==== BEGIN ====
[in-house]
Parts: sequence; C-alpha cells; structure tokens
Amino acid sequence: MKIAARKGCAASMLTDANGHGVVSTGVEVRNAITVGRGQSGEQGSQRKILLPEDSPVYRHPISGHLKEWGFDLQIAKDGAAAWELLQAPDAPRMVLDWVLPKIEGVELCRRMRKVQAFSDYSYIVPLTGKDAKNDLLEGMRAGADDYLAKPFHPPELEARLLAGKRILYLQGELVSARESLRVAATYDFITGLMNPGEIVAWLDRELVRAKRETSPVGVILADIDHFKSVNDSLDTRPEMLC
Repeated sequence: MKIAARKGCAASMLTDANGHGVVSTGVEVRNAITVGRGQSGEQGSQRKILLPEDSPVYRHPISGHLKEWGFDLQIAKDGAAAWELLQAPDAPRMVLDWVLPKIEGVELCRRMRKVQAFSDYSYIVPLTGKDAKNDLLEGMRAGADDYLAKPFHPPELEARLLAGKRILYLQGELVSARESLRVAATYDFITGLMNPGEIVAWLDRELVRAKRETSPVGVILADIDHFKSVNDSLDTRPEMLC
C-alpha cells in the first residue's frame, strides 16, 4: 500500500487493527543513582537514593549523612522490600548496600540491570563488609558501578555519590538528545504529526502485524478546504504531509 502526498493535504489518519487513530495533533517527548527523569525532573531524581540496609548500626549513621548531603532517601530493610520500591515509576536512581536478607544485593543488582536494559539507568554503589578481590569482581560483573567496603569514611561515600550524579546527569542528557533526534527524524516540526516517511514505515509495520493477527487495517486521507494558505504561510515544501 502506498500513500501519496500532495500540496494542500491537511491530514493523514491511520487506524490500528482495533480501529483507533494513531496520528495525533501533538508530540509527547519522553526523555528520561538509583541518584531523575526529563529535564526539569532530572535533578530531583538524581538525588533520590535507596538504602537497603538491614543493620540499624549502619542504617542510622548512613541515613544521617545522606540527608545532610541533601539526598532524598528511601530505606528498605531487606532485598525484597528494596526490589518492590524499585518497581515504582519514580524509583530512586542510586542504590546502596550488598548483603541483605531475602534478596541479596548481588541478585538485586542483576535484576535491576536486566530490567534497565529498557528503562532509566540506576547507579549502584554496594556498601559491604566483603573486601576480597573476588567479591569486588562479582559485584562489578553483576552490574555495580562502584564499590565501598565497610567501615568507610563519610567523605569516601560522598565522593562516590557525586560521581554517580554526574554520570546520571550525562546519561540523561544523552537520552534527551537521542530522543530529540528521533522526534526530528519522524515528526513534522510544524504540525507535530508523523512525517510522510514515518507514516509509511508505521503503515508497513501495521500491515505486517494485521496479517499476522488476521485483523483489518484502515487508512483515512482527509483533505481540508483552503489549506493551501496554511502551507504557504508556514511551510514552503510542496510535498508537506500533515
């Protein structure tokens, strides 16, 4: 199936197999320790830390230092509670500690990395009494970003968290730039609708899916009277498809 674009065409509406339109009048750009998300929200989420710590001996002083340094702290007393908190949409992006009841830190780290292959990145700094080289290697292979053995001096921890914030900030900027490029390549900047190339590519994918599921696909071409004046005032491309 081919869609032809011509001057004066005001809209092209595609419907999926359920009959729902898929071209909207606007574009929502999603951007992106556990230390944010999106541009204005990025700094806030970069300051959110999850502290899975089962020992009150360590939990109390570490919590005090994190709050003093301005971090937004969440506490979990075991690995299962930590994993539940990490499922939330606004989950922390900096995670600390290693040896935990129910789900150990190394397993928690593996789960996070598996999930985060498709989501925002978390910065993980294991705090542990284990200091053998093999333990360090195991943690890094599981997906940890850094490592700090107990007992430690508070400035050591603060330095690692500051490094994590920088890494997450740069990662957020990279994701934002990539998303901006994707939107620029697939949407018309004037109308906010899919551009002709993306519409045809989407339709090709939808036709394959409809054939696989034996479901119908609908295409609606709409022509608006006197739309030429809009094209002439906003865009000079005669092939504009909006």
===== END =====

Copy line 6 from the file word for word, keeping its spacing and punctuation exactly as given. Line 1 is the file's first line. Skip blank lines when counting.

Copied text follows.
């Protein structure tokens, strides 16, 4: 199936197999320790830390230092509670500690990395009494970003968290730039609708899916009277498809 674009065409509406339109009048750009998300929200989420710590001996002083340094702290007393908190949409992006009841830190780290292959990145700094080289290697292979053995001096921890914030900030900027490029390549900047190339590519994918599921696909071409004046005032491309 081919869609032809011509001057004066005001809209092209595609419907999926359920009959729902898929071209909207606007574009929502999603951007992106556990230390944010999106541009204005990025700094806030970069300051959110999850502290899975089962020992009150360590939990109390570490919590005090994190709050003093301005971090937004969440506490979990075991690995299962930590994993539940990490499922939330606004989950922390900096995670600390290693040896935990129910789900150990190394397993928690593996789960996070598996999930985060498709989501925002978390910065993980294991705090542990284990200091053998093999333990360090195991943690890094599981997906940890850094490592700090107990007992430690508070400035050591603060330095690692500051490094994590920088890494997450740069990662957020990279994701934002990539998303901006994707939107620029697939949407018309004037109308906010899919551009002709993306519409045809989407339709090709939808036709394959409809054939696989034996479901119908609908295409609606709409022509608006006197739309030429809009094209002439906003865009000079005669092939504009909006």